I received this book for free from Netgalley in exchange for an honest review. This does not affect my opinion of the book or the content of my review.
This post contains affiliate links you can use to purchase the book. If you buy the book using that link, I will receive a small commission from the sale.Never Always Sometimes by Adi Alsaid
Published by Harlequin on August 1, 2015
Genres: Young Adult, Social Issues, Friendship, Love & Romance, Dating & Sex, General
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Never date your best friend
Always be original
Sometimes rules are meant to be broken
Best friends Dave and Julia were determined to never be cliché high school kids—the ones who sit at the same lunch table every day, dissecting the drama from homeroom and plotting their campaigns for prom king and queen. They even wrote their own Never List of everything they vowed they'd never, ever do in high school.
Some of the rules have been easy to follow, like #5, never die your hair a color of the rainbow, or #7, never hook up with a teacher. But Dave has a secret: he's broken rule #8, never pine silently after someone for the entirety of high school. It's either that or break rule #10, never date your best friend. Dave has loved Julia for as long as he can remember.
Julia is beautiful, wild and impetuous. So when she suggests they do every Never on the list, Dave is happy to play along. He even dyes his hair an unfortunate shade of green. It starts as a joke, but then a funny thing happens: Dave and Julia discover that by skipping the clichés, they've actually been missing out on high school. And maybe even on love.
- I read it in one sitting, which means I liked the story and didn’t switch out to another book because of boredom.
- Dave and Julia were super obnoxiously cute. Very inside joke besties.
- Outsiders vs Popular. I always veer to outsider.
- I really liked the ending – it was not the typical rom-com ending.
- Alternative families – Dave’s mom died when he was 10 and Julia is raised by two fathers. I enjoy when the families are not cookie cutter, but I liked even more that neither of the family situations were a big deal, it was mentioned and then the story moved on. Just like in the real world.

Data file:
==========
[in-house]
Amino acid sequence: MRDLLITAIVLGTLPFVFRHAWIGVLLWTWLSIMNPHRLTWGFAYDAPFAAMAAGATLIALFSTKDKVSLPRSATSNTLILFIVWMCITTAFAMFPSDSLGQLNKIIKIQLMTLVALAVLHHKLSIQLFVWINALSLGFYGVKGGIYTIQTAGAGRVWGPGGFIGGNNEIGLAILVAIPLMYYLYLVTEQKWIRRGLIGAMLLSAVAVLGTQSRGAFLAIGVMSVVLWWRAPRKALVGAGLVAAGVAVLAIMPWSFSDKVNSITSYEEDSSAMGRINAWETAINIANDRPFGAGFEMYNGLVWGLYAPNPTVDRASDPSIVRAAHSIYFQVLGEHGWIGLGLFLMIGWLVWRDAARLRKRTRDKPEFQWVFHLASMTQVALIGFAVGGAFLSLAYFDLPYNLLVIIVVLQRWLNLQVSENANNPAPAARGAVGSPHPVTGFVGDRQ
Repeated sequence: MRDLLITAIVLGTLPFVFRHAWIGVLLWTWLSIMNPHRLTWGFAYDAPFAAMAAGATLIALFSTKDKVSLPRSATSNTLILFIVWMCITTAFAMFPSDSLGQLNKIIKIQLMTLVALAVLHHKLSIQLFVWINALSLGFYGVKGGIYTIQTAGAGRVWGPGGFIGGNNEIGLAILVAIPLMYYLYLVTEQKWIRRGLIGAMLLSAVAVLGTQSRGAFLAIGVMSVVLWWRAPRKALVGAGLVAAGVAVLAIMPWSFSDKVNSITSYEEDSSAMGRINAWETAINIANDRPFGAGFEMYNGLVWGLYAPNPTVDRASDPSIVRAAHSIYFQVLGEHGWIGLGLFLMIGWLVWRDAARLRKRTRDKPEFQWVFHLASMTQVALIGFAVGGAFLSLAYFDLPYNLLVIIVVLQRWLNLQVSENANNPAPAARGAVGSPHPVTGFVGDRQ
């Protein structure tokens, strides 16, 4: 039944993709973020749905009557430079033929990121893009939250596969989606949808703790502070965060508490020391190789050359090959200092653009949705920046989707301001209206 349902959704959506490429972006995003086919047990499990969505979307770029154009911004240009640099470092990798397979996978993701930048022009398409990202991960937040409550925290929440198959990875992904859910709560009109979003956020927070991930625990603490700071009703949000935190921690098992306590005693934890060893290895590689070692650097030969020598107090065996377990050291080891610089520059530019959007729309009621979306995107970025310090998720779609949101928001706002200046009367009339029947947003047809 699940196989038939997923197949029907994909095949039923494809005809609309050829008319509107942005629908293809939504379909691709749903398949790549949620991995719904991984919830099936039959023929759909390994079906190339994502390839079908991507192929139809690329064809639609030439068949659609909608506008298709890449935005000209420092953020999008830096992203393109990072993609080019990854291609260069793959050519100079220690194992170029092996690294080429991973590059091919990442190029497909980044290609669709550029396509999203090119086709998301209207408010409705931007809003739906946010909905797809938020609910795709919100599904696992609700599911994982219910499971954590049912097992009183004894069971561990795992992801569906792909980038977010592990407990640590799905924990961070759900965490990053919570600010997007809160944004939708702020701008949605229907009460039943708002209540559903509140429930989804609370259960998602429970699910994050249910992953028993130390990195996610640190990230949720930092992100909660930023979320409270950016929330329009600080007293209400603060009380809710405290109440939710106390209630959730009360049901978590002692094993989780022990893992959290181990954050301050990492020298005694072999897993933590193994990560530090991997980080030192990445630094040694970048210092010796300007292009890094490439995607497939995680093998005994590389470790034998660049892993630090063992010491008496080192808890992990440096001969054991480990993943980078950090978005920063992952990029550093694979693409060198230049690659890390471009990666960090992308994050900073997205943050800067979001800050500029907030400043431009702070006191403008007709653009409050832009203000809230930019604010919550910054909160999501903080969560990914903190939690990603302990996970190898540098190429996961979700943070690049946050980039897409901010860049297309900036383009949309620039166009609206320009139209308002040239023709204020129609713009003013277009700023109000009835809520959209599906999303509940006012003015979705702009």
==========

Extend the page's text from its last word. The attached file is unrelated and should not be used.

- There was no text or tweet speak. I know that I am ancient at 37 and as such hate when teen characters speak in LOLs and #awesomes. I want to read a book not a tweet.
- Dave’s brother – He was fantastic and totally stole every scene he was in.
- The math poem! “There’s something about the slope of his”— Julia paused with a smile—“cosine that drives me to irrational equations. There’s something about how he can recite pi to forty digits that makes my . . . heart swell exponentially. If X is the point where two lines meet, let my tangent and his intersect and repeat.” It was brilliant!
- Julia’s obsession with her birth mother. Everything she did, including the list of Nevers, was to make her mom proud, not to please herself. So not great character motivation.
- The pacing was a bit off. Sometimes days were skipped and then every minute of the next was detailed out. Not super consistent.
- Even though I liked the non-traditional ending, it felt not finished. I wanted to know if everyone got a HEA and one person was left adrift.
So I’m going to go with 4 stars, as the math poem totally tips the scale.
∇ Some other book reviews online for Never Always Sometimes –
◊ Favorite Lines from chapter titled Off – “Only a tick or two had gone by. Every second carried with it an entire lifetime of academic obligations, even if at this particular moment he was just sitting there listening to music. There was so much of it still left, time in school, it never ended, never moved. Dave was going to die within four walls just like these, wasn’t he?”
¤ Biggest cliché – I love my best friend but dating would ruin our relationship. So I will just go sit in this corner and pine.
Δ What is the one thing on your “Never to do” list, that you secretly really want to do?